World War II also saw the rise of the leather bomber or pilot flight jacket, a style most closely associated with the Type A-2 jacket, which was officially adopted by the U.S. Air Force in 1931. The U.S. Air Force Catalog from the era describes the jacket as “seal brown horsehide leather, knitted wristlets and waistband (skirt).” It was produced for the Air Force by companies like Werber Sportswear and Aero Leather Clothing Co. In the 1980s, the style was reissued by the Air Force to wide acclaim, yet the cut was less fitted and the jacket proved less durable than the original A-2s.
High-altitude flight crews often wore the B-3 Shearling Bomber Jacket, which was originally designed in 1926 for the British RAF by parachutist Leslie Irvin. As World War II progressed and aviation technology improved, flight altitudes increased, exposing pilots and crews to lower air temperatures. Thus the F2 Heated Flight Jacket, which consisted of a wool shell surrounding electrical heating devices.
Regardless of model, these flight jackets were frequently personalized with detailed artwork beyond just the wearer’s troop or rank—for many contemporary jacket collectors, the more individualized and detailed the artwork, the more valuable the jacket. Individual servicemen often customized their jackets with images ranging from pin-up girls and Donald Duck to tallies of bombs dropped and battlefield kills.
The MA-1 Nylon Flight Jacket was released in 1955, and later redesigned by Alpha Industries to include an orange lining for reversible wear during search-and-rescue operations. Alpha revamped many classic flight jackets from the late 1950s onward, and is today the largest supplier of outerwear for the U.S. Military.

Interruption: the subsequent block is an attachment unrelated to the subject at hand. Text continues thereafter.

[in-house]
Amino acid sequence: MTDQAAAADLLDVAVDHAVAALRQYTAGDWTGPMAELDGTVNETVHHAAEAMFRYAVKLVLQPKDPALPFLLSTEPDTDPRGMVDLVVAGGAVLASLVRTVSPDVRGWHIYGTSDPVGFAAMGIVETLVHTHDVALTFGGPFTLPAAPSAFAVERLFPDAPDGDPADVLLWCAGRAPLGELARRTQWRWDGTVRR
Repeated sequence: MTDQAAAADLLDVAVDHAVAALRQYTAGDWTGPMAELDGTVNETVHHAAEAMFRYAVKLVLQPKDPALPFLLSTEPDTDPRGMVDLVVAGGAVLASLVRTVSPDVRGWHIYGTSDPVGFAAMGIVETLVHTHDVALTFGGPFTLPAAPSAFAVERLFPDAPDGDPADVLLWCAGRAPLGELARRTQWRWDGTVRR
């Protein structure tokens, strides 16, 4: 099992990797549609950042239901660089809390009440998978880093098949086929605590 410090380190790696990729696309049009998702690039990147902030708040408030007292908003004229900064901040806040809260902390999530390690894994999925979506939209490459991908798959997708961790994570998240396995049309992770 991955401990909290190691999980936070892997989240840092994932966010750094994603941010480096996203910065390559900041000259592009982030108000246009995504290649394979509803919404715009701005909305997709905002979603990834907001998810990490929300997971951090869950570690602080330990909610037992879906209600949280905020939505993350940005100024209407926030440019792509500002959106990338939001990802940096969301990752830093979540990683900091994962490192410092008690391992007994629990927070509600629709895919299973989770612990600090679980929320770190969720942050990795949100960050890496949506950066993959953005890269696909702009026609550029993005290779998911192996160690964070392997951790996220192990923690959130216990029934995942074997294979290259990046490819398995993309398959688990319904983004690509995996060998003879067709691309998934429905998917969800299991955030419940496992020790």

Marching-band-style jackets are also closely linked with military uniforms. These bands were developed at the same time as early armies—their purpose was to direct troops and give signals on the battlefield. Contemporary marching-band uniforms are strikingly similar to those worn during the Revolutionary War era, complete with detailed armbands and rows of elaborate facings.
In 1967, The Beatles’ "Sgt. Pepper’s Lonely Hearts Club Band" album cover instantly popularized a highly decorative military-band-style jacket, a double-breasted look complete with ornate, contrasting piping designs across the front and sleeves, with epaulets on each shoulder.
Standard issue M-65 Field Jackets from the Vietnam War era are the most widely available vintage military jackets today. Made of a lighter olive-green canvas than their predecessors and fitted with plastic zippers or buttons instead of metal ones, M-65s featured cargo pockets and were generally unpersonalized since rank insignia was simply pinned onto the jacket rather than sewn.